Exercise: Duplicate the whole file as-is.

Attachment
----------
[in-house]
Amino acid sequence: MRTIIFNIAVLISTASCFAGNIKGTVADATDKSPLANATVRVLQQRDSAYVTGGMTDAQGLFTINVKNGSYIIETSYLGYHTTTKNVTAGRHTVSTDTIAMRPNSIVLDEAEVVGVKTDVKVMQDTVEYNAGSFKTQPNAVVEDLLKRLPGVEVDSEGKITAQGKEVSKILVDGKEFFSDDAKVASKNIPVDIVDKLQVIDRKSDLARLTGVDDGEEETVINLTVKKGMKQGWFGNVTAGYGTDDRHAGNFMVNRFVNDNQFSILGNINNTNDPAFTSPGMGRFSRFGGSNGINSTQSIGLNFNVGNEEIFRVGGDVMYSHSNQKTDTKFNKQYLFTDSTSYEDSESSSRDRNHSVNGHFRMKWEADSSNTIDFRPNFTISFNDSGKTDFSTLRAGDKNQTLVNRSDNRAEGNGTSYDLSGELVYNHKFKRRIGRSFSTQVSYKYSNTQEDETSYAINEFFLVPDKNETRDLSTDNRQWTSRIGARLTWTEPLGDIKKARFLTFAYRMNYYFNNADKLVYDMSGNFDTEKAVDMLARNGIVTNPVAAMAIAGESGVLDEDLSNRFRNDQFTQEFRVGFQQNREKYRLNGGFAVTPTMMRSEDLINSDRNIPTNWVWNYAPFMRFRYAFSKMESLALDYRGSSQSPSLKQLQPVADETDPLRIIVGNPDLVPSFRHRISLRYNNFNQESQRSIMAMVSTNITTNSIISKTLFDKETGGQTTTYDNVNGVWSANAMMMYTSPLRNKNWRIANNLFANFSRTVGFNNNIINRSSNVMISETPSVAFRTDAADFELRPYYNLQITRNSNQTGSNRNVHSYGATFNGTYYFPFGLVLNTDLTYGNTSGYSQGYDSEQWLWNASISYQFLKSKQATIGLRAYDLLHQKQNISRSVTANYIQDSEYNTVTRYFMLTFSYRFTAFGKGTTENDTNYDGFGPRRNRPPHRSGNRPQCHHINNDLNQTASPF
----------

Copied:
[in-house]
Amino acid sequence: MRTIIFNIAVLISTASCFAGNIKGTVADATDKSPLANATVRVLQQRDSAYVTGGMTDAQGLFTINVKNGSYIIETSYLGYHTTTKNVTAGRHTVSTDTIAMRPNSIVLDEAEVVGVKTDVKVMQDTVEYNAGSFKTQPNAVVEDLLKRLPGVEVDSEGKITAQGKEVSKILVDGKEFFSDDAKVASKNIPVDIVDKLQVIDRKSDLARLTGVDDGEEETVINLTVKKGMKQGWFGNVTAGYGTDDRHAGNFMVNRFVNDNQFSILGNINNTNDPAFTSPGMGRFSRFGGSNGINSTQSIGLNFNVGNEEIFRVGGDVMYSHSNQKTDTKFNKQYLFTDSTSYEDSESSSRDRNHSVNGHFRMKWEADSSNTIDFRPNFTISFNDSGKTDFSTLRAGDKNQTLVNRSDNRAEGNGTSYDLSGELVYNHKFKRRIGRSFSTQVSYKYSNTQEDETSYAINEFFLVPDKNETRDLSTDNRQWTSRIGARLTWTEPLGDIKKARFLTFAYRMNYYFNNADKLVYDMSGNFDTEKAVDMLARNGIVTNPVAAMAIAGESGVLDEDLSNRFRNDQFTQEFRVGFQQNREKYRLNGGFAVTPTMMRSEDLINSDRNIPTNWVWNYAPFMRFRYAFSKMESLALDYRGSSQSPSLKQLQPVADETDPLRIIVGNPDLVPSFRHRISLRYNNFNQESQRSIMAMVSTNITTNSIISKTLFDKETGGQTTTYDNVNGVWSANAMMMYTSPLRNKNWRIANNLFANFSRTVGFNNNIINRSSNVMISETPSVAFRTDAADFELRPYYNLQITRNSNQTGSNRNVHSYGATFNGTYYFPFGLVLNTDLTYGNTSGYSQGYDSEQWLWNASISYQFLKSKQATIGLRAYDLLHQKQNISRSVTANYIQDSEYNTVTRYFMLTFSYRFTAFGKGTTENDTNYDGFGPRRNRPPHRSGNRPQCHHINNDLNQTASPF